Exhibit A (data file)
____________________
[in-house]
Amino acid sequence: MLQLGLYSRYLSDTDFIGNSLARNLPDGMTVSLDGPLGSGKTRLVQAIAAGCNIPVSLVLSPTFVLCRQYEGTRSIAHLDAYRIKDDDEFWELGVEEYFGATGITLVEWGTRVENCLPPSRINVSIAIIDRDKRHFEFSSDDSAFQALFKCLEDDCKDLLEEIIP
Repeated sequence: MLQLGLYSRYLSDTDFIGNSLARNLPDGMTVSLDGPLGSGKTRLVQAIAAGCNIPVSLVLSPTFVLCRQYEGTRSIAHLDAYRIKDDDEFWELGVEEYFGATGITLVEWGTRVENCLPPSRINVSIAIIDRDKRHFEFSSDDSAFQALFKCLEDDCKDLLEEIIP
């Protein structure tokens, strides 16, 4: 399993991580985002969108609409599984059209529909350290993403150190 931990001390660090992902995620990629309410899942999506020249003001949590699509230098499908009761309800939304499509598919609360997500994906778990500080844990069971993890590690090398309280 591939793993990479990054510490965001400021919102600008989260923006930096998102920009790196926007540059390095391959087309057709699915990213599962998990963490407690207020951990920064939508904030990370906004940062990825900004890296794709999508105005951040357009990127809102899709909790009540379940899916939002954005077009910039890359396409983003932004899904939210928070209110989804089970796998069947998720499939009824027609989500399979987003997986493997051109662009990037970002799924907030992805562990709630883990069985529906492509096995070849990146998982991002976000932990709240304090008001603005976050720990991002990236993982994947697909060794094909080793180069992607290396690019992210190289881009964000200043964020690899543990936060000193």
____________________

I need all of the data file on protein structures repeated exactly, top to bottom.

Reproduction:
[in-house]
Amino acid sequence: MLQLGLYSRYLSDTDFIGNSLARNLPDGMTVSLDGPLGSGKTRLVQAIAAGCNIPVSLVLSPTFVLCRQYEGTRSIAHLDAYRIKDDDEFWELGVEEYFGATGITLVEWGTRVENCLPPSRINVSIAIIDRDKRHFEFSSDDSAFQALFKCLEDDCKDLLEEIIP
Repeated sequence: MLQLGLYSRYLSDTDFIGNSLARNLPDGMTVSLDGPLGSGKTRLVQAIAAGCNIPVSLVLSPTFVLCRQYEGTRSIAHLDAYRIKDDDEFWELGVEEYFGATGITLVEWGTRVENCLPPSRINVSIAIIDRDKRHFEFSSDDSAFQALFKCLEDDCKDLLEEIIP
């Protein structure tokens, strides 16, 4: 399993991580985002969108609409599984059209529909350290993403150190 931990001390660090992902995620990629309410899942999506020249003001949590699509230098499908009761309800939304499509598919609360997500994906778990500080844990069971993890590690090398309280 591939793993990479990054510490965001400021919102600008989260923006930096998102920009790196926007540059390095391959087309057709699915990213599962998990963490407690207020951990920064939508904030990370906004940062990825900004890296794709999508105005951040357009990127809102899709909790009540379940899916939002954005077009910039890359396409983003932004899904939210928070209110989804089970796998069947998720499939009824027609989500399979987003997986493997051109662009990037970002799924907030992805562990709630883990069985529906492509096995070849990146998982991002976000932990709240304090008001603005976050720990991002990236993982994947697909060794094909080793180069992607290396690019992210190289881009964000200043964020690899543990936060000193």